What makes a citizen give up his power? The power accruing to her or him through the social contract?

Our minds have been colonised by fear.

Our will by complacency.

We stood aside today because we were afraid, it did not concern us, we were not angry enough and besides, who were we to do anything when the Police themselves were turning a blind eye? What happens tomorrow then when the soldiers beat up my brother, your father, my mother our mother and our grandmother, because they can and we have allowed them to? What happens when your child, niece or nephew is initiated into that culture of hooliganism because it is the one that obtains in the community and country in which they live in? Will the same reasons for complacency obtain? Will the discourse take up new and different meaning when the protagonists are closer to our bossoms?

We must never forget that Hwindis are honest (most times anyway) men and women, you and I trying to make a living and to fend for their families by trying to make a dollar out of fifteen cents split many ways among the Police, Council, Zimra , Zinara, fuel, ZBC, rentals, fees, livelihood……. and that when we stand aside we are waiting in line.

Our kids and grandchildren and generations after them will one day ask us why we stood aside and let our country degenerate to levels of no return like this and we will have no answer but to face the truth, the fact of our cowardice.

The bells may today toll for our neighbour but tomorrow, they will toll for us.

Engendering the Constitution: A call to action for the Zimbabwe women’s movement


by Natasha Msonza

Yesterday the Ministry of Women’s Affairs, Gender and Community Development together with the women’s movement in Zimbabwe hold a constitutional conference intended to map strategy moving forward, in terms of aligning existing laws to the ‘new’ constitution. This, we are informed, is to ensure that the numerous gender sensitive provisions therein translate into tangible benefits for women. This is especially important given that there is no formal structure in Zimbabwe charged with overseeing the implementation of the Constitution. Among the objectives of this meeting are the endeavours to ‘sensitise’ women on the gender provisions in the Constitution as well as facilitate the sharing of regional best practices and lessons learnt on making the constitution work for women.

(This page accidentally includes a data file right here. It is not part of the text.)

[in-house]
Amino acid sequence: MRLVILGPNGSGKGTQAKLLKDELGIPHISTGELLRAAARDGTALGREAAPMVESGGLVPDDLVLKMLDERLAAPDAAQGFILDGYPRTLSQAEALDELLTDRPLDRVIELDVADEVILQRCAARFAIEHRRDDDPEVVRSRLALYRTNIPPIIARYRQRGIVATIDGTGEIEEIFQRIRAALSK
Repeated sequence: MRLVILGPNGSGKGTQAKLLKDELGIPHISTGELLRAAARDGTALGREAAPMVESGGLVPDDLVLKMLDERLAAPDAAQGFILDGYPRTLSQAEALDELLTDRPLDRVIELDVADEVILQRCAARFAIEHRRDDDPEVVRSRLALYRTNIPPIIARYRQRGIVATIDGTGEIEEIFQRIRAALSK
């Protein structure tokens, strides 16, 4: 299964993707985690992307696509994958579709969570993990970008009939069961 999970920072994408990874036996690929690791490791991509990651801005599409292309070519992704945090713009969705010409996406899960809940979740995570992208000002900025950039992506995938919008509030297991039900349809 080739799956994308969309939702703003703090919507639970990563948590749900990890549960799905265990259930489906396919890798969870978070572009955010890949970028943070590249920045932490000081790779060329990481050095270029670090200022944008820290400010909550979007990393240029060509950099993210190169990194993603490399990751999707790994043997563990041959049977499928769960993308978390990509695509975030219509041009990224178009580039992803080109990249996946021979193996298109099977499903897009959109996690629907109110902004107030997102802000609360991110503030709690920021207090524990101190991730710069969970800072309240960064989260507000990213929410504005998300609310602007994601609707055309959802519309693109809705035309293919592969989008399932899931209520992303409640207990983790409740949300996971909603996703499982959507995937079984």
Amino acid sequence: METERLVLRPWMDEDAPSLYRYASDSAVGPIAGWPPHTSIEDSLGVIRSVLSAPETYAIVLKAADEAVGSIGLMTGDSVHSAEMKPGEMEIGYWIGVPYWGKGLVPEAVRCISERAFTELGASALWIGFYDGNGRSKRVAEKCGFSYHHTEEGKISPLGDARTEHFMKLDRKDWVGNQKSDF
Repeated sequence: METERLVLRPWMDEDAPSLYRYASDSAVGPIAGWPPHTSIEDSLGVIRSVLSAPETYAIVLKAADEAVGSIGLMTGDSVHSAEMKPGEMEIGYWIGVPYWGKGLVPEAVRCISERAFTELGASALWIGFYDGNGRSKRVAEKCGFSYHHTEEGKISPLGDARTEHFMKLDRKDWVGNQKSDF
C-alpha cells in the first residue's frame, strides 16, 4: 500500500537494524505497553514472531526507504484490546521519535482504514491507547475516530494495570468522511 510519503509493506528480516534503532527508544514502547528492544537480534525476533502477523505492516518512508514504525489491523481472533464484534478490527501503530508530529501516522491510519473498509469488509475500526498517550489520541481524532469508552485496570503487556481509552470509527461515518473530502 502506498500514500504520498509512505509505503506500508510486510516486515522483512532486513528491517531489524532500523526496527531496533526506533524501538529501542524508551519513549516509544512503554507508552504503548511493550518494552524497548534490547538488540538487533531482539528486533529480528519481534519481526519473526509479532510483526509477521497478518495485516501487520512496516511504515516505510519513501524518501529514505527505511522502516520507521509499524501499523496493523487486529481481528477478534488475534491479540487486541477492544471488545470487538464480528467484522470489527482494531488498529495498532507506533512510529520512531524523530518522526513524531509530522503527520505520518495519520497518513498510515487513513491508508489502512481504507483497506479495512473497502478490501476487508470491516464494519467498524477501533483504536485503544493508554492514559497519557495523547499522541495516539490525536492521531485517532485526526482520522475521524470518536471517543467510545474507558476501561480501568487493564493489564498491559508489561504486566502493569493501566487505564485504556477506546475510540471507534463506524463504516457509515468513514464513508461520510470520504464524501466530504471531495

The idea of learning from regional experiences is noble, and recently the UN Women facilitated a meeting where experts from Kenya and South Africa shared some important lessons to note and be wary of when undergoing such processes. Among other things, they pointed out that:

  • In seeking to strengthen implementation of gender equality in the constitution, it may be imperative to advocate for the institution of a body responsible for the implementation of the constitution, specifically with a broad mandate to monitor, facilitate and oversee the development of relevant legislation and administrative procedures required for effective implementation of the constitution.
  • The need to ensure that the Gender Commission is well and properly constituted, is extremely independent and with enough mandate to effectuate equity and equality provisions as provided for in the supreme law. This calls for the need for the women’s movement to itself make submissions of criteria to be considered for the selection of commissioners and what they want to see in this commission, including advocating for the proper financing of this and other key commissions.
  • Implementers may not be in a hurry to implement, and excuses not to implement gender matters may foreseeably be brought to the table, with arguments such as that there are no specific laws or policies. Women must be prepared to develop drafts of laws that will complement the process, or strengthen the capacities of the people charged with making the process possible.
  • The implementation of affirmative action, a concept not well understood even among women – will need to be carefully thought through and clear guidelines developed.
  • Civil society strategy may need to shift a gear up from lobbying and advocacy to monitoring and facilitating implementation, including the use of the tool of public interest litigation. There is also need to create a monitoring system within the women’s movement to oversee implementation. This includes monitoring appointments to commissions and seeing that these comply with constitutional provisions and any quota systems that may be in place.